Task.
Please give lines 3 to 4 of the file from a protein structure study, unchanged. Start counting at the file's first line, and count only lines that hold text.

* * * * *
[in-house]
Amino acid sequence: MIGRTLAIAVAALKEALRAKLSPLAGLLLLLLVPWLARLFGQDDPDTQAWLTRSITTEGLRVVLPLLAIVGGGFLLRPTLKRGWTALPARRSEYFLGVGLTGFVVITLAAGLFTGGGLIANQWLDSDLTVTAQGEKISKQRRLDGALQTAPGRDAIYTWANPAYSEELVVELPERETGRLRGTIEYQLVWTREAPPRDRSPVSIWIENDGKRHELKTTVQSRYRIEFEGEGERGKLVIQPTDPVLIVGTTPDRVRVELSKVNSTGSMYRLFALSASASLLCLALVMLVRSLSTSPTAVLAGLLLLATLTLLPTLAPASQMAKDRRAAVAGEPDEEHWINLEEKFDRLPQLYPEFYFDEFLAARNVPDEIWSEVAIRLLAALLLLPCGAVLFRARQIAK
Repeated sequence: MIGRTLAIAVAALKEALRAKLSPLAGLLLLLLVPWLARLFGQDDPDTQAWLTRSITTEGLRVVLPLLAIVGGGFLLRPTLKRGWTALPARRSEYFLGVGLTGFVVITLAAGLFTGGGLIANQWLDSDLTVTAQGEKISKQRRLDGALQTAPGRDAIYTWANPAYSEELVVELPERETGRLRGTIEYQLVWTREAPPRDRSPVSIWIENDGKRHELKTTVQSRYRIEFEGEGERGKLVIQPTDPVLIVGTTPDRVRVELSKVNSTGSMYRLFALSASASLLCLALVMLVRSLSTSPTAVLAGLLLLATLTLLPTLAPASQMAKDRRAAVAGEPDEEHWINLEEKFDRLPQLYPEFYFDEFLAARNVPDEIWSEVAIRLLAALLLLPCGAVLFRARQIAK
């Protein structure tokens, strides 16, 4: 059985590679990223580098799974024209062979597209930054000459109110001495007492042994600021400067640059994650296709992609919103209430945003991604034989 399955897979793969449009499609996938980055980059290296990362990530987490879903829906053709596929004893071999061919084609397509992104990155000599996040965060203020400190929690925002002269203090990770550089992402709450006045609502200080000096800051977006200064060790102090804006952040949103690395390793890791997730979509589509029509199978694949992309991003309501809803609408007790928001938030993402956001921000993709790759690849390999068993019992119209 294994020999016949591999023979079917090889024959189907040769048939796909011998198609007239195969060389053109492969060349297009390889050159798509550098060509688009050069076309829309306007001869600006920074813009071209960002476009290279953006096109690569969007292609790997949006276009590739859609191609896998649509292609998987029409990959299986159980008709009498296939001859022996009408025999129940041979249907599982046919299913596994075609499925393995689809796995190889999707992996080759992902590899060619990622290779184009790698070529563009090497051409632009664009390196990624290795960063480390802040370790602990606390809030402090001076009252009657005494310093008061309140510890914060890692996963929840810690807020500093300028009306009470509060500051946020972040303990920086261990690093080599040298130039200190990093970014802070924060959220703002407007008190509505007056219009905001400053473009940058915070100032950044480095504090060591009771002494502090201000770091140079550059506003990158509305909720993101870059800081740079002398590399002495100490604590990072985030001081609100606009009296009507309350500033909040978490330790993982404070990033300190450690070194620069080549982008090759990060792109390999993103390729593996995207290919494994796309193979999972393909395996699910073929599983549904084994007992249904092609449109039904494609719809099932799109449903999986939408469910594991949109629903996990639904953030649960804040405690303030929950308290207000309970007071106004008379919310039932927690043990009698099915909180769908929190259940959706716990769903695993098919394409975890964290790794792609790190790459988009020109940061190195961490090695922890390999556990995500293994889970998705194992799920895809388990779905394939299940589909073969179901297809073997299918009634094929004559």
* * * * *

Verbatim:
Repeated sequence: MIGRTLAIAVAALKEALRAKLSPLAGLLLLLLVPWLARLFGQDDPDTQAWLTRSITTEGLRVVLPLLAIVGGGFLLRPTLKRGWTALPARRSEYFLGVGLTGFVVITLAAGLFTGGGLIANQWLDSDLTVTAQGEKISKQRRLDGALQTAPGRDAIYTWANPAYSEELVVELPERETGRLRGTIEYQLVWTREAPPRDRSPVSIWIENDGKRHELKTTVQSRYRIEFEGEGERGKLVIQPTDPVLIVGTTPDRVRVELSKVNSTGSMYRLFALSASASLLCLALVMLVRSLSTSPTAVLAGLLLLATLTLLPTLAPASQMAKDRRAAVAGEPDEEHWINLEEKFDRLPQLYPEFYFDEFLAARNVPDEIWSEVAIRLLAALLLLPCGAVLFRARQIAK
């Protein structure tokens, strides 16, 4: 059985590679990223580098799974024209062979597209930054000459109110001495007492042994600021400067640059994650296709992609919103209430945003991604034989 399955897979793969449009499609996938980055980059290296990362990530987490879903829906053709596929004893071999061919084609397509992104990155000599996040965060203020400190929690925002002269203090990770550089992402709450006045609502200080000096800051977006200064060790102090804006952040949103690395390793890791997730979509589509029509199978694949992309991003309501809803609408007790928001938030993402956001921000993709790759690849390999068993019992119209 294994020999016949591999023979079917090889024959189907040769048939796909011998198609007239195969060389053109492969060349297009390889050159798509550098060509688009050069076309829309306007001869600006920074813009071209960002476009290279953006096109690569969007292609790997949006276009590739859609191609896998649509292609998987029409990959299986159980008709009498296939001859022996009408025999129940041979249907599982046919299913596994075609499925393995689809796995190889999707992996080759992902590899060619990622290779184009790698070529563009090497051409632009664009390196990624290795960063480390802040370790602990606390809030402090001076009252009657005494310093008061309140510890914060890692996963929840810690807020500093300028009306009470509060500051946020972040303990920086261990690093080599040298130039200190990093970014802070924060959220703002407007008190509505007056219009905001400053473009940058915070100032950044480095504090060591009771002494502090201000770091140079550059506003990158509305909720993101870059800081740079002398590399002495100490604590990072985030001081609100606009009296009507309350500033909040978490330790993982404070990033300190450690070194620069080549982008090759990060792109390999993103390729593996995207290919494994796309193979999972393909395996699910073929599983549904084994007992249904092609449109039904494609719809099932799109449903999986939408469910594991949109629903996990639904953030649960804040405690303030929950308290207000309970007071106004008379919310039932927690043990009698099915909180769908929190259940959706716990769903695993098919394409975890964290790794792609790190790459988009020109940061190195961490090695922890390999556990995500293994889970998705194992799920895809388990779905394939299940589909073969179901297809073997299918009634094929004559």